Looking Ahead

The NWS WPC 7-Day Quantitative Precipitation Forecast (QPF) calls for heavy precipitation accumulations ranging from 4 to 10+ inches in association with impacts of Hurricane Idalia, which is forecast to bring very heavy rains across the Big Bend region of Florida as well as across areas of the Coastal Plain of Georgia and the Carolinas. In the Northeast, dry conditions are expected, while most of the South, Midwest, and the Plains states are forecasted to experience generally dry conditions. In the West, some light to moderate accumulations ranging from 1 to 3 inches are expected across portions of Arizona, Utah, and in isolated areas of the central and northern Rockies. The CPC 6-10 Day Outlooks call for a moderate-to-high probability of above-normal temperatures across much of the conterminous U.S. in an area extending from the Rocky Mountains to the Eastern Seaboard, while near-normal temperatures are expected over the remainder of the West except in Washington state where temperatures are forecasted to be below normal. In terms of precipitation, below-normal precipitation is expected across much of the southern tier of the conterminous U.S. as well as portions of the Mid-Atlantic, Great Basin, and Intermountain West. Meanwhile, above-normal precipitation is forecasted for areas of the Upper Midwest, Northern Plains, and the Pacific Northwest.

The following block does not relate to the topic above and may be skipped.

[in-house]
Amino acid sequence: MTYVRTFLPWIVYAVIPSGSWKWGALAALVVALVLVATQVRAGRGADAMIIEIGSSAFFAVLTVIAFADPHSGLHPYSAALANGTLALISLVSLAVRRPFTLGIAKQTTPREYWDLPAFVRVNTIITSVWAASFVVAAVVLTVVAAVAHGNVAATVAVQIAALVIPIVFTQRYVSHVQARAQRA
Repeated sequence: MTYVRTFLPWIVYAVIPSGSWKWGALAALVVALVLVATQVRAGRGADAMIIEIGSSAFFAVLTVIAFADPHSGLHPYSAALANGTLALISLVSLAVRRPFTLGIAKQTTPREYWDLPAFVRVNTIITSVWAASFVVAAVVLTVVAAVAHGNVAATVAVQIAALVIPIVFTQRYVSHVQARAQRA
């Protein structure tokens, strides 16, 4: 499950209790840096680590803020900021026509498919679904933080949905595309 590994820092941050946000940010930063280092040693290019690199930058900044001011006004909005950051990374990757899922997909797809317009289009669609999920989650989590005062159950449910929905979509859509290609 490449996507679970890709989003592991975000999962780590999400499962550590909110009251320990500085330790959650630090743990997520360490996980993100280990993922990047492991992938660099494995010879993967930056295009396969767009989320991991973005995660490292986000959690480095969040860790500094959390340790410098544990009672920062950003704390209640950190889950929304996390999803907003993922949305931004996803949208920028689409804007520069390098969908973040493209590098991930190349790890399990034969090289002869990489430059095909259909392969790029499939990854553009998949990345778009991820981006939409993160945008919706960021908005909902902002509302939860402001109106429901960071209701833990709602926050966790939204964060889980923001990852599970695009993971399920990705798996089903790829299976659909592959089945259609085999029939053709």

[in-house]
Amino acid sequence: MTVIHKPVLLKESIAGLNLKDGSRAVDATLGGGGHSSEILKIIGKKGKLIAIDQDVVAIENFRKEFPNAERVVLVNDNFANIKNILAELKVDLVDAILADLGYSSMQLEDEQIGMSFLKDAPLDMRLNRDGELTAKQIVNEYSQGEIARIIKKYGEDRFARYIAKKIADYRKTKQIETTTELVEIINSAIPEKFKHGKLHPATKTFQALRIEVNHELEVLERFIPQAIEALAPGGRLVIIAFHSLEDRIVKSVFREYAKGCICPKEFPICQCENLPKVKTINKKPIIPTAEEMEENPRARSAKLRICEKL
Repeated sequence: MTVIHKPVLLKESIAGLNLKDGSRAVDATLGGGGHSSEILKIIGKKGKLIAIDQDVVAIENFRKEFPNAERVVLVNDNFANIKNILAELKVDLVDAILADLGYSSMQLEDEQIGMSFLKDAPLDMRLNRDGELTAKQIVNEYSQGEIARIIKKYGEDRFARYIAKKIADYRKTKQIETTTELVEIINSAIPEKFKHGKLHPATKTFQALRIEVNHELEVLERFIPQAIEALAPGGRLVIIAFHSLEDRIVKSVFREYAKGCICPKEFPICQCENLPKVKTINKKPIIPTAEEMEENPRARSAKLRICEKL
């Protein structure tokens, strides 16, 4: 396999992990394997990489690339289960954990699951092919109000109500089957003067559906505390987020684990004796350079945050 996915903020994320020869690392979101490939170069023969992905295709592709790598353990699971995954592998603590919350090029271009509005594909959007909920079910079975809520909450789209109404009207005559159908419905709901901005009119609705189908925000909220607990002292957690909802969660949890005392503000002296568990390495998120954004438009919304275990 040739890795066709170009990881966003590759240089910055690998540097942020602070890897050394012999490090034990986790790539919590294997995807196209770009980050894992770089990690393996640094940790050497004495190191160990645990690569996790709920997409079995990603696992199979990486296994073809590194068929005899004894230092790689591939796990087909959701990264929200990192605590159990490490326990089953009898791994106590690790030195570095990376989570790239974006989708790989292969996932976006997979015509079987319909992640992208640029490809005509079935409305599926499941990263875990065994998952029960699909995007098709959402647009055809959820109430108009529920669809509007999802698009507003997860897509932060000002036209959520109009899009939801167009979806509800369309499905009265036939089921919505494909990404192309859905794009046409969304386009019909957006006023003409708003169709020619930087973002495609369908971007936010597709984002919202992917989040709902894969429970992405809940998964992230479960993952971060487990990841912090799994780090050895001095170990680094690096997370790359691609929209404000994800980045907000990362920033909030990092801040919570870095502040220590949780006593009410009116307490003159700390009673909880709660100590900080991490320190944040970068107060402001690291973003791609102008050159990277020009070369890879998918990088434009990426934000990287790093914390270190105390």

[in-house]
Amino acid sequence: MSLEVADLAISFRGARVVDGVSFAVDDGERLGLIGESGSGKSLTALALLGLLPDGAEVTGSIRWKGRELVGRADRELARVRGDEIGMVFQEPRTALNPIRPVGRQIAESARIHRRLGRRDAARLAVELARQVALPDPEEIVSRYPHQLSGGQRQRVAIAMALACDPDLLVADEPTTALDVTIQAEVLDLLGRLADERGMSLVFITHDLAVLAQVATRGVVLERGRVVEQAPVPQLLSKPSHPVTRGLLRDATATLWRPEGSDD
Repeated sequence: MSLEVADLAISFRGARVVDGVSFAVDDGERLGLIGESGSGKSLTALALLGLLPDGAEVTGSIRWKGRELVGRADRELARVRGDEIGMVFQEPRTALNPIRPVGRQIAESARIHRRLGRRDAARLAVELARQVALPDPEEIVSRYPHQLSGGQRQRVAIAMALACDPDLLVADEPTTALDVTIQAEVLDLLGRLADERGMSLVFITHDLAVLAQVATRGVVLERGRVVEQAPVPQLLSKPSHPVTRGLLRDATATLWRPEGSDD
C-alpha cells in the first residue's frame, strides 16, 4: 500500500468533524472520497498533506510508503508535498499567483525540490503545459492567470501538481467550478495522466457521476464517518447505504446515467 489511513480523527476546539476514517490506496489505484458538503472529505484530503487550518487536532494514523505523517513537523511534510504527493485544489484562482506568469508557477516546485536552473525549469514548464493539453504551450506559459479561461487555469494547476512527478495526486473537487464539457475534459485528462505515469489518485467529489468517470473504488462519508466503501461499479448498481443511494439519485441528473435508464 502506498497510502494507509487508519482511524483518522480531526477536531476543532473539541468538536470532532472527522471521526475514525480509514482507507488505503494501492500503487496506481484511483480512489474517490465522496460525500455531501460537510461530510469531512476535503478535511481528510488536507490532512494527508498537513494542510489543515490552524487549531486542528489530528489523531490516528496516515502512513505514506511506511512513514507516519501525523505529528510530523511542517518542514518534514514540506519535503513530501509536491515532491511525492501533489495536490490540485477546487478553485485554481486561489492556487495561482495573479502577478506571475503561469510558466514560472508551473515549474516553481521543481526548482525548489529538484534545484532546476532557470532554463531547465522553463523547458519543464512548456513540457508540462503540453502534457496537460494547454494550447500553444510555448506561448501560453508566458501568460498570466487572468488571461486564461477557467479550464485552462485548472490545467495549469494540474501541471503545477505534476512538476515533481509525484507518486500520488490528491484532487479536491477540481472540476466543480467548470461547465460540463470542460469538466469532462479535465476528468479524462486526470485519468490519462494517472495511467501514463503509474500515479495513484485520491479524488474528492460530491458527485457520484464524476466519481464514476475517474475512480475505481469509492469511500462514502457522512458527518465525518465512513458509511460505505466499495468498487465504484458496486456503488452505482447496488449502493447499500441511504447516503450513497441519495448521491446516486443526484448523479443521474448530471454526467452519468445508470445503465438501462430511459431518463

US Drought Monitor one week change map ending August 29, 2023.

Sackett v. EPA: How the Supreme Court Decimated the Clean Water Act — Getches-Wilkinson Center #WOTUS

Credit: Earth Justice

Click the link to read the article on the Getches-Wilkinson Center website (Andrew Teegarden):

August 22, 2023

After reading, rereading, and rereading again, I can’t help but conclude that the Supreme Court’s decision in Sackett v. EPA makes no sense. The case presented the decades-old question of which waters, and by extension, the wetlands adjacent to those waters, are considered “waters of the United States” (WOTUS) and therefore subject to federal regulation under the Clean Water Act (CWA). Section 404 of the CWA requires operators to obtain a permit from the Army Corps of Engineers (Corps) before beginning dredge and fill operations on WOTUS. But the confusion surrounding the meaning of WOTUS, most of it caused by the Supreme Court itself, puts anyone potentially subject to regulation under the CWA in a difficult spot. If they fail to get a permit when one is needed, they could be subject to fines and ordered to restore any land or water they disturbed. The Corps has also been placed in the untenable position of not being able to ascertain what lands and waters are deemed WOTUS.

The Supreme Court has now issued four decisions addressing WOTUS. With each decision they seem to show greater hostility towards the law, even as they fail to offer clear guidance to the public and the agency about what activities, lands, and waters are subject to regulation.